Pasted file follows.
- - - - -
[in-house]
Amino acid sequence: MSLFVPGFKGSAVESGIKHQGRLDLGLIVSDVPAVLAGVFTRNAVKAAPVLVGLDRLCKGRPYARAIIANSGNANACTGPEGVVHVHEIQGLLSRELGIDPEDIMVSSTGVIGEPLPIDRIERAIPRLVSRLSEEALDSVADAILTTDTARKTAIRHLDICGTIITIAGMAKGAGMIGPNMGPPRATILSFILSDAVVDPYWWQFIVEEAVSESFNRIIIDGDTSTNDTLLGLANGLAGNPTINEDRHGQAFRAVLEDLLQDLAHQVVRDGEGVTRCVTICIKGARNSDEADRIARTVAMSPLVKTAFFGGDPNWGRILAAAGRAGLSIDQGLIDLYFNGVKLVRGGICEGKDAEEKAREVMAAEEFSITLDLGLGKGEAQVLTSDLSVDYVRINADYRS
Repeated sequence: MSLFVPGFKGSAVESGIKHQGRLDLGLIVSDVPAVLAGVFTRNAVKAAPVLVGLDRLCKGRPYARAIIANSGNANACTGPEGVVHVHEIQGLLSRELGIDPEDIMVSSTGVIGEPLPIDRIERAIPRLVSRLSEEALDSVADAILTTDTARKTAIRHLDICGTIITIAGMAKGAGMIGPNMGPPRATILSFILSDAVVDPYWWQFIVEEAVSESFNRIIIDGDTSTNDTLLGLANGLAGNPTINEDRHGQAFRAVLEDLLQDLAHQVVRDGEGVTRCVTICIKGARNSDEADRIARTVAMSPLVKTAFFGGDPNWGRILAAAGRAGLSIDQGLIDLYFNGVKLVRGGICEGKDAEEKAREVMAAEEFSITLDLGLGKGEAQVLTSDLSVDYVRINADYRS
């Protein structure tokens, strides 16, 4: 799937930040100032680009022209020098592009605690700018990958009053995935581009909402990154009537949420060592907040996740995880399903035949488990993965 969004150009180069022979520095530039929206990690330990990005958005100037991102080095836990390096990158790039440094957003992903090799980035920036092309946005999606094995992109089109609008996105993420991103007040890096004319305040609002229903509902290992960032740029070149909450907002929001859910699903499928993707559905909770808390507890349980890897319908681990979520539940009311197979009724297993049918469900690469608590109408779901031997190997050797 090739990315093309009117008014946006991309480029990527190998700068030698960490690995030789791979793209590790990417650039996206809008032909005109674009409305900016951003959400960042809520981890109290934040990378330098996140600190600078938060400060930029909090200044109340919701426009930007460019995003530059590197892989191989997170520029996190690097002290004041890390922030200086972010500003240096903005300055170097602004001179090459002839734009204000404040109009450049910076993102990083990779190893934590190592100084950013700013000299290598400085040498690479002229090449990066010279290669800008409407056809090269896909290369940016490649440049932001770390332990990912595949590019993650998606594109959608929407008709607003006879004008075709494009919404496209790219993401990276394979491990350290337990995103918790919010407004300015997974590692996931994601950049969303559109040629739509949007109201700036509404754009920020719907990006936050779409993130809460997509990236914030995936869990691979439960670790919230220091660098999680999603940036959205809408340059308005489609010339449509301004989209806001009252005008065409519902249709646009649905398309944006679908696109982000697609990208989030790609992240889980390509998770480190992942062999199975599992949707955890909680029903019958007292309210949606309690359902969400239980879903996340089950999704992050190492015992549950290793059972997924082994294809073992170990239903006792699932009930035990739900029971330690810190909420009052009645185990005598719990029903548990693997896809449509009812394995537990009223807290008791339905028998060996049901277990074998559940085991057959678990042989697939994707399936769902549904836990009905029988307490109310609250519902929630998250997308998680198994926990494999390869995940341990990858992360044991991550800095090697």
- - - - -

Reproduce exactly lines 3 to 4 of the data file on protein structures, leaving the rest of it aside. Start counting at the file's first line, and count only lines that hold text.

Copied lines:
Repeated sequence: MSLFVPGFKGSAVESGIKHQGRLDLGLIVSDVPAVLAGVFTRNAVKAAPVLVGLDRLCKGRPYARAIIANSGNANACTGPEGVVHVHEIQGLLSRELGIDPEDIMVSSTGVIGEPLPIDRIERAIPRLVSRLSEEALDSVADAILTTDTARKTAIRHLDICGTIITIAGMAKGAGMIGPNMGPPRATILSFILSDAVVDPYWWQFIVEEAVSESFNRIIIDGDTSTNDTLLGLANGLAGNPTINEDRHGQAFRAVLEDLLQDLAHQVVRDGEGVTRCVTICIKGARNSDEADRIARTVAMSPLVKTAFFGGDPNWGRILAAAGRAGLSIDQGLIDLYFNGVKLVRGGICEGKDAEEKAREVMAAEEFSITLDLGLGKGEAQVLTSDLSVDYVRINADYRS
């Protein structure tokens, strides 16, 4: 799937930040100032680009022209020098592009605690700018990958009053995935581009909402990154009537949420060592907040996740995880399903035949488990993965 969004150009180069022979520095530039929206990690330990990005958005100037991102080095836990390096990158790039440094957003992903090799980035920036092309946005999606094995992109089109609008996105993420991103007040890096004319305040609002229903509902290992960032740029070149909450907002929001859910699903499928993707559905909770808390507890349980890897319908681990979520539940009311197979009724297993049918469900690469608590109408779901031997190997050797 090739990315093309009117008014946006991309480029990527190998700068030698960490690995030789791979793209590790990417650039996206809008032909005109674009409305900016951003959400960042809520981890109290934040990378330098996140600190600078938060400060930029909090200044109340919701426009930007460019995003530059590197892989191989997170520029996190690097002290004041890390922030200086972010500003240096903005300055170097602004001179090459002839734009204000404040109009450049910076993102990083990779190893934590190592100084950013700013000299290598400085040498690479002229090449990066010279290669800008409407056809090269896909290369940016490649440049932001770390332990990912595949590019993650998606594109959608929407008709607003006879004008075709494009919404496209790219993401990276394979491990350290337990995103918790919010407004300015997974590692996931994601950049969303559109040629739509949007109201700036509404754009920020719907990006936050779409993130809460997509990236914030995936869990691979439960670790919230220091660098999680999603940036959205809408340059308005489609010339449509301004989209806001009252005008065409519902249709646009649905398309944006679908696109982000697609990208989030790609992240889980390509998770480190992942062999199975599992949707955890909680029903019958007292309210949606309690359902969400239980879903996340089950999704992050190492015992549950290793059972997924082994294809073992170990239903006792699932009930035990739900029971330690810190909420009052009645185990005598719990029903548990693997896809449509009812394995537990009223807290008791339905028998060996049901277990074998559940085991057959678990042989697939994707399936769902549904836990009905029988307490109310609250519902929630998250997308998680198994926990494999390869995940341990990858992360044991991550800095090697």